6. It must be noted though, that Decision to Leave is not a perfect film, particularly when set in the filmography of the dude who made the Vengeance trilogy and The Handmaiden. It does get baggy in parts, particularly in the second half, which does not quite meet the superlative standards of the first. In particular, the exposition of the latter portion is dumped rather unceremoniously compared to the deliberate way it is doled out in the first half. Certain scenes also are a little draggy, once again especially in the second half due to the film revisiting scenes and interactions that felt a lot better in the first. Nonetheless, a lesser work from a master still remains a masterpiece, and Decision to Leave is undoubtedly that. Shot and edited with a panache and style that most other filmmakers would not even dare dream of, Park Chan-wook continues to prove that he is working at peak form, eschewing the explicit sex and violence of his previous work for a film that is no less affecting than what came before. It revels in gorgeously stylised ambivalence, as best exemplified by its final shot – a desperate man knee deep in water in the magic hour, clawing his way to the truth of a woman that he will never arrive at.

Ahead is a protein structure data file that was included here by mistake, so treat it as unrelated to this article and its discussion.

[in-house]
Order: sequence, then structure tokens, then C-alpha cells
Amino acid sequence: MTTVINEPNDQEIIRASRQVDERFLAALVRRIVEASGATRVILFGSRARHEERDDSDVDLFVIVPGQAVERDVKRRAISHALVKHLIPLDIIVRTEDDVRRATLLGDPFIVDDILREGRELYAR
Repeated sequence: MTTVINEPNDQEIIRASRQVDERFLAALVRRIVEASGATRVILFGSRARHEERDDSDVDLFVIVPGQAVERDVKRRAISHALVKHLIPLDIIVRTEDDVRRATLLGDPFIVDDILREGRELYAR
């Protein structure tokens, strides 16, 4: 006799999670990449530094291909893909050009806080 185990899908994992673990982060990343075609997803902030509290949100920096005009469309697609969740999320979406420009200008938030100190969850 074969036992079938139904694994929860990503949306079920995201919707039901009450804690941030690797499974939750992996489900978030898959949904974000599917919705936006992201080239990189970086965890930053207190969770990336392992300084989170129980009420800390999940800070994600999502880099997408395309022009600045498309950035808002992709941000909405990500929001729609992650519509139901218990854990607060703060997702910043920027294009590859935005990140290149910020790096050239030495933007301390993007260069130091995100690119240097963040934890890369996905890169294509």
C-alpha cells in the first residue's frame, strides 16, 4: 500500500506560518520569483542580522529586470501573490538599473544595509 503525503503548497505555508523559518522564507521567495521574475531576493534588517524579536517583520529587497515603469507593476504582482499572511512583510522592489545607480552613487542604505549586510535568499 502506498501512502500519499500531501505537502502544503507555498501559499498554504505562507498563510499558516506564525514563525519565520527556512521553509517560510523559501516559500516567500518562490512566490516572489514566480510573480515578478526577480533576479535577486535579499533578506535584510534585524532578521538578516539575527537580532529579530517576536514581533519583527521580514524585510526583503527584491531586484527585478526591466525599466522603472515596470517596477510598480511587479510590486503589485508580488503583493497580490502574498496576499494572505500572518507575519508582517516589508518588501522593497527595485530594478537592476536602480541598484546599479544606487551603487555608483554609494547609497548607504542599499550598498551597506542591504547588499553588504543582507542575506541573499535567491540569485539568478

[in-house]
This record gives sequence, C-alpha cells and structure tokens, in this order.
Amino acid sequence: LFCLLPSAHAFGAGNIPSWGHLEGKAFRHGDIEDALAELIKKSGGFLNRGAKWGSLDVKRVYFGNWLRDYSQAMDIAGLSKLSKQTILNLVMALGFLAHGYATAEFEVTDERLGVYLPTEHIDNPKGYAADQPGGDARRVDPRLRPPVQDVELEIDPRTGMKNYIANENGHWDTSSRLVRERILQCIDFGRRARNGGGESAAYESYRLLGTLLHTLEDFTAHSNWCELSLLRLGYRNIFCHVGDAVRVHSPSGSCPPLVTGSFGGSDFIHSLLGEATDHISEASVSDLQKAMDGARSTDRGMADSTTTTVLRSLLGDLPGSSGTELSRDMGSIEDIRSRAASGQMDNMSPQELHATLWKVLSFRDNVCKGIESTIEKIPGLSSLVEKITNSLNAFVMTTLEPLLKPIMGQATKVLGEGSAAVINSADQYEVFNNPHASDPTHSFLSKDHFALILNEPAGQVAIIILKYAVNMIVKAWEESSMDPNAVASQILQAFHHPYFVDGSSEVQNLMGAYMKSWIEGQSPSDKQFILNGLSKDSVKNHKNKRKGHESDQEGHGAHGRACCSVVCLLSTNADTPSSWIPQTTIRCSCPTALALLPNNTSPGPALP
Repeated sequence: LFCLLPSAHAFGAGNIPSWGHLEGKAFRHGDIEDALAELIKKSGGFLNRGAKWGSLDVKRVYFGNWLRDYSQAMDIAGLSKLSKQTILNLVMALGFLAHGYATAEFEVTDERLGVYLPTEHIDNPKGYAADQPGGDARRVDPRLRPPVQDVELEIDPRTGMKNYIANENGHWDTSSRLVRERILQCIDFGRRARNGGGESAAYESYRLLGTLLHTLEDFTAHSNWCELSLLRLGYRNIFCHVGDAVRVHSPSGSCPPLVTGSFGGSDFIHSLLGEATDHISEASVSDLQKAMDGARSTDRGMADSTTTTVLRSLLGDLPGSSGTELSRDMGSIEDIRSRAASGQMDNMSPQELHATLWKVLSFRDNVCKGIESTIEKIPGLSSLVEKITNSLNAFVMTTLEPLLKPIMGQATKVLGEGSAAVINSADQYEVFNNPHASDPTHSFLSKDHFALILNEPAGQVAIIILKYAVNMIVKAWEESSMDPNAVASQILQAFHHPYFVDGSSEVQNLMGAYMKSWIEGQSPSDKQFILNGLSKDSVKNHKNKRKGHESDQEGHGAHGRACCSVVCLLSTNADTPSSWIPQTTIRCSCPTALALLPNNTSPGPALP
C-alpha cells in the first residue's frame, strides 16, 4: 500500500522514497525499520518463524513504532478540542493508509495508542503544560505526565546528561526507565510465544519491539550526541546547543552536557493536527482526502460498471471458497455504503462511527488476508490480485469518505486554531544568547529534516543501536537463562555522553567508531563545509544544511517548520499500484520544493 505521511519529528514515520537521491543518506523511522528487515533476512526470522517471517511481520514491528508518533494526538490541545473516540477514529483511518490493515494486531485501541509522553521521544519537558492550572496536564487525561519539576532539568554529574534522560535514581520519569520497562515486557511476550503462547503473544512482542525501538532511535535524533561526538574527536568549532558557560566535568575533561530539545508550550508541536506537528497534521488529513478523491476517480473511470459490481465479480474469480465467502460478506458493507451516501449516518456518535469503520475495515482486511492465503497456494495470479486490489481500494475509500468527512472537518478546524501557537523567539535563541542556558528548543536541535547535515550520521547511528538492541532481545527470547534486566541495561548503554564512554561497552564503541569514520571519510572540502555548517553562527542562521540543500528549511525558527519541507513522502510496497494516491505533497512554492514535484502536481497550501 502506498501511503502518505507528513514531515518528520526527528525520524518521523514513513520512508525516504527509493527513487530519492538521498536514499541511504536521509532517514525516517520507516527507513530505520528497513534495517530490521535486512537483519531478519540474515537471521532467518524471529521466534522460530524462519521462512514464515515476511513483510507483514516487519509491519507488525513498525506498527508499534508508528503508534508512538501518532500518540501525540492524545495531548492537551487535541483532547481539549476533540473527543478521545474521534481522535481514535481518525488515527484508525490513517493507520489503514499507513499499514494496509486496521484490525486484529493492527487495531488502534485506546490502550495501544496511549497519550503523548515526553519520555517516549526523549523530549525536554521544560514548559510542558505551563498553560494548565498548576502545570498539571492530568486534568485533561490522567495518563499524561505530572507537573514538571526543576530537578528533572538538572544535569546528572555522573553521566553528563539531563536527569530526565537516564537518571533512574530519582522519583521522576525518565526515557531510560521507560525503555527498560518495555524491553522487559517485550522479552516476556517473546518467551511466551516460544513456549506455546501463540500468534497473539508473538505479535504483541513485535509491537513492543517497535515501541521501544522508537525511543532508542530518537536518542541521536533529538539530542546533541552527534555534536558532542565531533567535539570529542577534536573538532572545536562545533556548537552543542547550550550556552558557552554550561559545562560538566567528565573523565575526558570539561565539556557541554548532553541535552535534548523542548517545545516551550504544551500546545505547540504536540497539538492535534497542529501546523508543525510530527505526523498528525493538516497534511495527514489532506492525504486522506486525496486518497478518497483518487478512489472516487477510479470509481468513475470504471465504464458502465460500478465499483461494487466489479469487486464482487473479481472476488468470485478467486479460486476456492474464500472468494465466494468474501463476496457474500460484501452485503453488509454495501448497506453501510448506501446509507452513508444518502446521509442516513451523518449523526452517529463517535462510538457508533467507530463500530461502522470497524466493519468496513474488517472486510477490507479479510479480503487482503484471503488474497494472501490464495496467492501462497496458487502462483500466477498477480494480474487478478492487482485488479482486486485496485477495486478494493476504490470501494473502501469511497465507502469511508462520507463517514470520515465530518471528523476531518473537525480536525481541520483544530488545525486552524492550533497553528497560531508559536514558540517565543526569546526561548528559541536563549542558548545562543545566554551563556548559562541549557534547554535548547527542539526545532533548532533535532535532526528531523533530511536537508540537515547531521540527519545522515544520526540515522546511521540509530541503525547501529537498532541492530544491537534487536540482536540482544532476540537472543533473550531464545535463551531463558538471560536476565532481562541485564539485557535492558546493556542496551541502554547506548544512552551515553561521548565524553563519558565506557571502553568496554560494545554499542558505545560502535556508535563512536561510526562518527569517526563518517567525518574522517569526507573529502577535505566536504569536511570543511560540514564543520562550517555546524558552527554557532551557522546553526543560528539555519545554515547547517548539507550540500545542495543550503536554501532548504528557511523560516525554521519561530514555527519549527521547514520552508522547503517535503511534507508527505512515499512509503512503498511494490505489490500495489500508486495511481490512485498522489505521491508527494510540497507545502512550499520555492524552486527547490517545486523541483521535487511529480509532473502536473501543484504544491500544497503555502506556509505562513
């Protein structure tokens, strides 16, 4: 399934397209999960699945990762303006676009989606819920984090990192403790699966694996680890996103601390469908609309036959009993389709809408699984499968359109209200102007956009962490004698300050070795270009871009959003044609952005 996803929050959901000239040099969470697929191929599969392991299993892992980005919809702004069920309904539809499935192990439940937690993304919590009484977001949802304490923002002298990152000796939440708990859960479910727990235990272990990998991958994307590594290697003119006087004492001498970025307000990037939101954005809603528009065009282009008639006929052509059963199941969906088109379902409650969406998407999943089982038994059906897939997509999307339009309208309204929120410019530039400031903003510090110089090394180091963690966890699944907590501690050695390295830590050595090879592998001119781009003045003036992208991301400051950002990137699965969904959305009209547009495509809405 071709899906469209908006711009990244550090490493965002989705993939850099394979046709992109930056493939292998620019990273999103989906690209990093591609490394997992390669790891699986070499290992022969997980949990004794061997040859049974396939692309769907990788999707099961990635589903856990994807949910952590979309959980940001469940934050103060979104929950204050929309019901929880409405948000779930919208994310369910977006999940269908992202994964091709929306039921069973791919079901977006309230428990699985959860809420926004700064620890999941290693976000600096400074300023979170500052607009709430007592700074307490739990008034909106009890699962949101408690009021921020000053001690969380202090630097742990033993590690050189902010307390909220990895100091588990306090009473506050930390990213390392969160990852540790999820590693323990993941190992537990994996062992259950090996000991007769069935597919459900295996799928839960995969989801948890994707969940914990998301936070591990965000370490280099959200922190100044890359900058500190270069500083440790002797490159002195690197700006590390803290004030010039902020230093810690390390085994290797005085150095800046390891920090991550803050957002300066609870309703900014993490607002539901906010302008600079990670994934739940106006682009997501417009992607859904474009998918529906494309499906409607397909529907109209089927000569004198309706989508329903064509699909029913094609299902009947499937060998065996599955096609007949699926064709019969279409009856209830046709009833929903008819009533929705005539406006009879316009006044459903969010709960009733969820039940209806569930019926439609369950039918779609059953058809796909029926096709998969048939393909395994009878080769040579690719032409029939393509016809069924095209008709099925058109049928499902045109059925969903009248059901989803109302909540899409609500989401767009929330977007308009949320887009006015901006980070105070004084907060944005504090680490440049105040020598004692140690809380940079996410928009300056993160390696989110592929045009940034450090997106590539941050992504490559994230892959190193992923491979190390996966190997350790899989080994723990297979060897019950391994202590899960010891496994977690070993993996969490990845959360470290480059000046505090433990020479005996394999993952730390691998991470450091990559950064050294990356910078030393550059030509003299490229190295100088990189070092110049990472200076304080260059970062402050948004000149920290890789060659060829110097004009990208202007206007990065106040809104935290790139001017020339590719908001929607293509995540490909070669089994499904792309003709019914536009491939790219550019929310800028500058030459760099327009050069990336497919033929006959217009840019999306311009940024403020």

Verdict: Highly Recommended